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The Poliomyelitis virus has existed for over a millennium, but real polio epidemics started only in the twentieth century. This disease took thousands of lives and left millions of people disabled. Polio affected the U.S. on many different levels, and in some ways, it completely changed the American way of life.
In the first decades of the twentieth century, developed countries managed to conquer epidemics of diphtheria and dysentery. One of the factors that contributed to this success was the increase of hygiene standards. However, some scientists believe that it was this development that triggered the rise of polio virus. This disease mostly affected children, and it quickly became the nightmare of American parents. Polio epidemics reached their peak in the forties and early fifties. By this time, the virus killed or crippled over a million people a year. It was believed that before the twentieth century, lower hygiene standards allowed infants to contract polio during the first months of their life. The disease was weak at this stage, and could be easily defeated by the baby’s immune system which was fueled by the mother. Increase in the living standards resulted in children contracting the virus later in life. This led to a drastic increase in the number of disabled Americans, and prompted some serious changes in different areas of life.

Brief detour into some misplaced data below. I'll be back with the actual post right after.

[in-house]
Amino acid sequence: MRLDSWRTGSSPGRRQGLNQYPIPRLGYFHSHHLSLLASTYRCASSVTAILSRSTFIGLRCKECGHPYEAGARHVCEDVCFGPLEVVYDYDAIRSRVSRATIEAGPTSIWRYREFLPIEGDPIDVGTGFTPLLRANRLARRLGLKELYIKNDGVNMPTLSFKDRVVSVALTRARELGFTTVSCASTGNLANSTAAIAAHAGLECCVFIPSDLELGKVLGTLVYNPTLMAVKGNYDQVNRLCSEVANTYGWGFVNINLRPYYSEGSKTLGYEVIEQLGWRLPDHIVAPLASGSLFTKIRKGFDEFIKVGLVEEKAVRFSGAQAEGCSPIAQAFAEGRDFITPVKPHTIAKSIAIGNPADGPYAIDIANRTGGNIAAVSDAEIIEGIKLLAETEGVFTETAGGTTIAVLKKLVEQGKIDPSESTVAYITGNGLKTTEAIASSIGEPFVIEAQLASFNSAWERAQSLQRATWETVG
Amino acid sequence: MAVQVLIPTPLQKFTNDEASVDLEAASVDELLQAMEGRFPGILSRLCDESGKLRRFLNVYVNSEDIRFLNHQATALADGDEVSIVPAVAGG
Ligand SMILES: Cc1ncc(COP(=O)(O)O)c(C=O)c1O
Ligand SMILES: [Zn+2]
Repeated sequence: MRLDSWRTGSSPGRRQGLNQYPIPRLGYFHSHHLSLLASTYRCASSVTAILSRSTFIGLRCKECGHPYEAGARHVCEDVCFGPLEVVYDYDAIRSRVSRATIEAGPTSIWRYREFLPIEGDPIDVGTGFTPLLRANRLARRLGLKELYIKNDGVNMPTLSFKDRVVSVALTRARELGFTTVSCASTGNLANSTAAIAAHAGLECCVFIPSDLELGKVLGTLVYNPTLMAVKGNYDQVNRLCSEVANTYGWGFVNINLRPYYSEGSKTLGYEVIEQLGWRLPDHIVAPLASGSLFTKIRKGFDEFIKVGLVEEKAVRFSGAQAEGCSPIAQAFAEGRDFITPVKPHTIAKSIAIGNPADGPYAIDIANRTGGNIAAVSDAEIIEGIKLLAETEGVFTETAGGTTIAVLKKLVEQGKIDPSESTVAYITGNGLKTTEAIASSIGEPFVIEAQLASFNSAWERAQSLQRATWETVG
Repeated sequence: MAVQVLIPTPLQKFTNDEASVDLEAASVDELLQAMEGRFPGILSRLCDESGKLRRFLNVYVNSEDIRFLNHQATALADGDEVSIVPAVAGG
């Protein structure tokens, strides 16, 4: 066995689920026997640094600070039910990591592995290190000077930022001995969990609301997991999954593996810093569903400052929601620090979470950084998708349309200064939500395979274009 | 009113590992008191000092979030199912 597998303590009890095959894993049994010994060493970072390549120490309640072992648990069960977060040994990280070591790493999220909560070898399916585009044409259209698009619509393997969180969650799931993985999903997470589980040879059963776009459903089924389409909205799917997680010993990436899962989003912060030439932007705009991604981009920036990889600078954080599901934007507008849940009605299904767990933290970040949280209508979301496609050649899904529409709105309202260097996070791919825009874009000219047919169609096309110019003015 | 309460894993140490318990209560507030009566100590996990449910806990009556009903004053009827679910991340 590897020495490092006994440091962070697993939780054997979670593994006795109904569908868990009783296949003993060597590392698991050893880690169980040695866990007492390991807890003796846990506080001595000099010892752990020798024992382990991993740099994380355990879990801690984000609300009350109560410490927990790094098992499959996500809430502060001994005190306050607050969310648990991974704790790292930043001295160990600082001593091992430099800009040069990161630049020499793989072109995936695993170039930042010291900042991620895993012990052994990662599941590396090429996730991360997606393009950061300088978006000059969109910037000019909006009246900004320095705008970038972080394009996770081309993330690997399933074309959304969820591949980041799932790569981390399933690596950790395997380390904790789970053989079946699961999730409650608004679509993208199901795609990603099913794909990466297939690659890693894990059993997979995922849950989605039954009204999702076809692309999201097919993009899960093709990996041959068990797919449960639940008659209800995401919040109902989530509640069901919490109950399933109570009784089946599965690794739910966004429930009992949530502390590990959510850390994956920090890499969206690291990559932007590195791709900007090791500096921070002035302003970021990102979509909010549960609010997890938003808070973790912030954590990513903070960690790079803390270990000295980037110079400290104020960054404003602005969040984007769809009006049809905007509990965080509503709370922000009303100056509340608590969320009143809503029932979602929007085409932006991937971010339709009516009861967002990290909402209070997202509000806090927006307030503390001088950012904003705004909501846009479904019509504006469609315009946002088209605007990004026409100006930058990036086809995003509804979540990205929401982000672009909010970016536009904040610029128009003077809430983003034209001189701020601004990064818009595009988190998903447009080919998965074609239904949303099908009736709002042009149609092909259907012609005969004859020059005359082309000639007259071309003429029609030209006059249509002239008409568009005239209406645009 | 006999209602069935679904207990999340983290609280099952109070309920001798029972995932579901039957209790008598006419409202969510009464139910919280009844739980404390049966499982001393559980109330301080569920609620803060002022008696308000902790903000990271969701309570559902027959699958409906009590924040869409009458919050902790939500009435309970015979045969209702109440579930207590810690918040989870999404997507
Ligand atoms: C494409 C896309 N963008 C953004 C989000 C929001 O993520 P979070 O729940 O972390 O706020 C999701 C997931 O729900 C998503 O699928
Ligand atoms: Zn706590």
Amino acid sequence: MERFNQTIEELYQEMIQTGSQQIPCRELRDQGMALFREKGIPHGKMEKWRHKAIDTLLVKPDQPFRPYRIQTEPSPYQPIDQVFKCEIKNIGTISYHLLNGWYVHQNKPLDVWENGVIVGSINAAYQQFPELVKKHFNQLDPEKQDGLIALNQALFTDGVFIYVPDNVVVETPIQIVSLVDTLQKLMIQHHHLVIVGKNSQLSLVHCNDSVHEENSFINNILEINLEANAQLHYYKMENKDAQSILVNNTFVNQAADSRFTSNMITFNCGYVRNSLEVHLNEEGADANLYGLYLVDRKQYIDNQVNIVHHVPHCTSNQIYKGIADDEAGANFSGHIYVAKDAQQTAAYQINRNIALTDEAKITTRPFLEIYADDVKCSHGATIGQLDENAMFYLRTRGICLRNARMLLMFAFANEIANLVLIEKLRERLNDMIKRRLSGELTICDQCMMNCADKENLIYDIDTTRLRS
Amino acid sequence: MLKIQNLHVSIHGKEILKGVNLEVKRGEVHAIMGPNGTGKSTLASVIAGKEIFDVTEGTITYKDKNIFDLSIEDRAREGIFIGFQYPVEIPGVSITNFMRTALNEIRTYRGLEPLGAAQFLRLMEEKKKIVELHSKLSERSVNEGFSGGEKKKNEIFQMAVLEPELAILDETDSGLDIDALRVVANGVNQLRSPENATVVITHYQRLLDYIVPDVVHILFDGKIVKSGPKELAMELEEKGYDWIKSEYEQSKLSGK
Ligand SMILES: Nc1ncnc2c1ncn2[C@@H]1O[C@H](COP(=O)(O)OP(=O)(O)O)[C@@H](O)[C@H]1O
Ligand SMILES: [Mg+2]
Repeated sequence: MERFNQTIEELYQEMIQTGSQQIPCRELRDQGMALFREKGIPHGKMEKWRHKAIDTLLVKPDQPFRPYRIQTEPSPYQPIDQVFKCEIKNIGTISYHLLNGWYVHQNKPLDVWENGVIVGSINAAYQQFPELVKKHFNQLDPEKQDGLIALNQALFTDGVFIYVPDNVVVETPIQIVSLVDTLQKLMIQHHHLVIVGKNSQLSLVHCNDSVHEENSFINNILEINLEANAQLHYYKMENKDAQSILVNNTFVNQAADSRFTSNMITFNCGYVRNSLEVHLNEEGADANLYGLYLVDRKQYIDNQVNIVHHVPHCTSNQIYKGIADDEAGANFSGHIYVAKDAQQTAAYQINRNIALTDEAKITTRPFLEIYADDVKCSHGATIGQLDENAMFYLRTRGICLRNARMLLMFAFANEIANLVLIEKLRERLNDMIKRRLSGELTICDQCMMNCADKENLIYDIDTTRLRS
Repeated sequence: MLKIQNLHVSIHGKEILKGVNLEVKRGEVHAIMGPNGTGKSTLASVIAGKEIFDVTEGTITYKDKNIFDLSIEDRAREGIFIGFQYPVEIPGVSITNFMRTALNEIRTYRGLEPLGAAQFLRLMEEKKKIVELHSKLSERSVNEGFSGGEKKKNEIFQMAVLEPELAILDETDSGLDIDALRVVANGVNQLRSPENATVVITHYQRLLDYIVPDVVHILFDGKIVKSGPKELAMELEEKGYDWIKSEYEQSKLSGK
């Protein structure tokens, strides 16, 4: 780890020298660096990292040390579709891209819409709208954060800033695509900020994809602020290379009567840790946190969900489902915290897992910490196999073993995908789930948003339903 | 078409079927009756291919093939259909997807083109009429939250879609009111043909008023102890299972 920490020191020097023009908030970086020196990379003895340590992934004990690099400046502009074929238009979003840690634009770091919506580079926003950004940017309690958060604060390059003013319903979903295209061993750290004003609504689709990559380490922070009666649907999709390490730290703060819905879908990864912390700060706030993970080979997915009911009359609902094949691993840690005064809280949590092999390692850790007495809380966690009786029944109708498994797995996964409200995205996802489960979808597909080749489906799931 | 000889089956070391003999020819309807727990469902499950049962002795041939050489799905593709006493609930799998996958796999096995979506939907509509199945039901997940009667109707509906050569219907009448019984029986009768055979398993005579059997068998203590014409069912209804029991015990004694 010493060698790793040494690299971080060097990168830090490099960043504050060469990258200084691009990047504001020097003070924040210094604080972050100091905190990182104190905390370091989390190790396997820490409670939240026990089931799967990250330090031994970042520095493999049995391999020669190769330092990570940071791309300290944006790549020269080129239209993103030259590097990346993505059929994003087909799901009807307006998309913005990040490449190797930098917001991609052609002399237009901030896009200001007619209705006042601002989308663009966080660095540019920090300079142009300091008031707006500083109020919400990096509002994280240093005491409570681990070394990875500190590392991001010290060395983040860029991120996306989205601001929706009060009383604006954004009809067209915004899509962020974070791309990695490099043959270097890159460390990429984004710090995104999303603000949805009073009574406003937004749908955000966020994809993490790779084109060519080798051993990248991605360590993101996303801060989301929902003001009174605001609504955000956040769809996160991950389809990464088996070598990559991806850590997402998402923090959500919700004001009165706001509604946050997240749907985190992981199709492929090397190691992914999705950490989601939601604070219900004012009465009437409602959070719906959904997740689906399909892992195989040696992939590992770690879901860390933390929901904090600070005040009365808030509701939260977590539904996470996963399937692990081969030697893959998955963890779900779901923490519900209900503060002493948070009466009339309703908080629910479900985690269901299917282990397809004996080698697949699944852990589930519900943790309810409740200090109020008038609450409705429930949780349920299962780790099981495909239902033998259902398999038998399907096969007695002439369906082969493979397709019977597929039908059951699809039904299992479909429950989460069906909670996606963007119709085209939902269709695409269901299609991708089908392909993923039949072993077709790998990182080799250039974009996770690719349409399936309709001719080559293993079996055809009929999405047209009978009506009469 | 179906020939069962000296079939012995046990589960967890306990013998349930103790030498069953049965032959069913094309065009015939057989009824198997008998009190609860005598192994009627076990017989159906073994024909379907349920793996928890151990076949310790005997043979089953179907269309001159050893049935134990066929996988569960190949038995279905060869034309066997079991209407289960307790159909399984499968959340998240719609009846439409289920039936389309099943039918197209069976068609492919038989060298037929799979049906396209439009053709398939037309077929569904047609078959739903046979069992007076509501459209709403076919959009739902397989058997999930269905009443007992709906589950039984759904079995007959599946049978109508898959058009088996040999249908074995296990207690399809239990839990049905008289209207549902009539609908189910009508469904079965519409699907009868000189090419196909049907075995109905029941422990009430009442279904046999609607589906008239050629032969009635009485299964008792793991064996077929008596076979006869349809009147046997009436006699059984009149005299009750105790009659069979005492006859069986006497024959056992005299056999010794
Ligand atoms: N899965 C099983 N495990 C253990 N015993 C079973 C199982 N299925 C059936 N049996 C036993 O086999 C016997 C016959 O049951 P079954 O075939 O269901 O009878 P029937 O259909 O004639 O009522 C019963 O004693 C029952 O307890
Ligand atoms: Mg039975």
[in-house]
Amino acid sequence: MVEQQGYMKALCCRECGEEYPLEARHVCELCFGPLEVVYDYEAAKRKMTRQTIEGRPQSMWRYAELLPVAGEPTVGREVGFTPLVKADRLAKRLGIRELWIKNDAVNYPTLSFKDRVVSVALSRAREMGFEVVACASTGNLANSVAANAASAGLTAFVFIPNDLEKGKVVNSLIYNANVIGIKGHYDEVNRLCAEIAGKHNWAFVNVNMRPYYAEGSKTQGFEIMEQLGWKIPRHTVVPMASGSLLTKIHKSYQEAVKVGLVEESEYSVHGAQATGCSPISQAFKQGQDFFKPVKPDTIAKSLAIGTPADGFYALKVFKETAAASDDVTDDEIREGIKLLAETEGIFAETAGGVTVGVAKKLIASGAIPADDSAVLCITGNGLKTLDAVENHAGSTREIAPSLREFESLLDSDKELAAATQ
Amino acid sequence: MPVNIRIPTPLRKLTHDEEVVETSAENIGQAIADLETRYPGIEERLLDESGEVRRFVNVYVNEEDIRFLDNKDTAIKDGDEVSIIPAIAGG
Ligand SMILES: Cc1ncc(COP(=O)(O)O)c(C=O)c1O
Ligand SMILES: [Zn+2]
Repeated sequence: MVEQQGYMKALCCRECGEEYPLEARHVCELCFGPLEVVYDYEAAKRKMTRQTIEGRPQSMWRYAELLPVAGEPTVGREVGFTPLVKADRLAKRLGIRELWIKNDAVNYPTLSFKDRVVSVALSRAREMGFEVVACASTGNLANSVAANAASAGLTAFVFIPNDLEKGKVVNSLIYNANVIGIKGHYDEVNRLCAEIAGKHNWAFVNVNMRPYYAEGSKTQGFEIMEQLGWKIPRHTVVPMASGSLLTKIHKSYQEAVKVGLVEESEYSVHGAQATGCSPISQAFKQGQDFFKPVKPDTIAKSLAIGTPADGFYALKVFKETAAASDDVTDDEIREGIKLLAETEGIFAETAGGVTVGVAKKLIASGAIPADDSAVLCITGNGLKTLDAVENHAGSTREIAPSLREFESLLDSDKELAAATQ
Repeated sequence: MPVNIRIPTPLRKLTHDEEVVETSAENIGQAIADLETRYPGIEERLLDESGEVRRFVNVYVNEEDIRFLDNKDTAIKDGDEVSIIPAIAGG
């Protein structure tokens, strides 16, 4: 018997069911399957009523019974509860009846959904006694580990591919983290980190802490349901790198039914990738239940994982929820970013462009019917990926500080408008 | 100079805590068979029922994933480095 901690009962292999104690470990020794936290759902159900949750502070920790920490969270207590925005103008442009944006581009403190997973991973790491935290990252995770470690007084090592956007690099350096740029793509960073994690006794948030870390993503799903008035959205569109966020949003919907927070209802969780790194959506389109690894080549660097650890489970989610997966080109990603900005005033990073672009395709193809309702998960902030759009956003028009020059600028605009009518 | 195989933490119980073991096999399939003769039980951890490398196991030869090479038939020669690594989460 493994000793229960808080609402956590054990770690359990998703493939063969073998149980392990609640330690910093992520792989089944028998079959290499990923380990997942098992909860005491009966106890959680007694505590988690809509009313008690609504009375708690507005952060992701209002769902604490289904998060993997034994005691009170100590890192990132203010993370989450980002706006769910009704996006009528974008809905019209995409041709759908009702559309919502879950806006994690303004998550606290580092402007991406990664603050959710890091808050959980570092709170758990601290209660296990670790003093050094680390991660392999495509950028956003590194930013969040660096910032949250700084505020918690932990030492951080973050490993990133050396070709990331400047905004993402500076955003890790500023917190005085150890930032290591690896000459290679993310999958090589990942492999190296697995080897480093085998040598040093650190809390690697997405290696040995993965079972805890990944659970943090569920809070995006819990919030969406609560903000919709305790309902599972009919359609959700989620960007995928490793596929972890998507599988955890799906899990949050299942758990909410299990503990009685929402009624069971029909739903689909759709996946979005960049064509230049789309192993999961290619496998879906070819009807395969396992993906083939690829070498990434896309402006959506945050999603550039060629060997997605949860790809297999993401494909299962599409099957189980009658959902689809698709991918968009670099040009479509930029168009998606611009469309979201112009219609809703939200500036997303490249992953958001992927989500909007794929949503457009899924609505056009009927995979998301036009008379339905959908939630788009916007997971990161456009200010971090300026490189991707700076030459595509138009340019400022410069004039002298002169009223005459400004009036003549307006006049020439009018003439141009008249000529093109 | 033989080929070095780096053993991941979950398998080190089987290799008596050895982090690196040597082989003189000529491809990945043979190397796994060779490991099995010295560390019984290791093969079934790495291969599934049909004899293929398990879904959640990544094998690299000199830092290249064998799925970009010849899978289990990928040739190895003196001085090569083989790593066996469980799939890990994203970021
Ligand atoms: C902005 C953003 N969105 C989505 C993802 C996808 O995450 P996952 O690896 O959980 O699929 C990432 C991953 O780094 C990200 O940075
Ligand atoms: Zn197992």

The most important of these changes was the rise of a movement that fought for the rights of disabled people. Before this, those who were unlucky enough to lose some physical mobility were confined to various closed institutions subsidized by the government. They had no chance of integrating into the society and working. The number of people physically crippled by polio made it necessary to revise this policy. The fact that President Franklin D. Roosevelt was one of the victims of this disease played a major part in the acknowledgment of disabled people’s rights. President Roosevelt also founded the March of Dimes, the biggest non-profit organization of that time. The ideas for their fundraisers are used to this day by thousands of similar organizations all over the U.S. and even outside its borders.
Another polio survivor, an architect Ron Mace, developed Universal Design. This architectural project focused on creating buildings that can be both aesthetically appealing and equally accessible for healthy and disabled people. Buildings, buses, and even TV controls today are produced in accordance with Universal Design ideas.
Polio epidemics affected the U.S. greatly. However, this was a challenge that resulted in some positive changes for the society. The most prominent of them are development of new medical equipment, recognition of disabled people’s rights, and architectural changes that make public buildings accessible for everyone.
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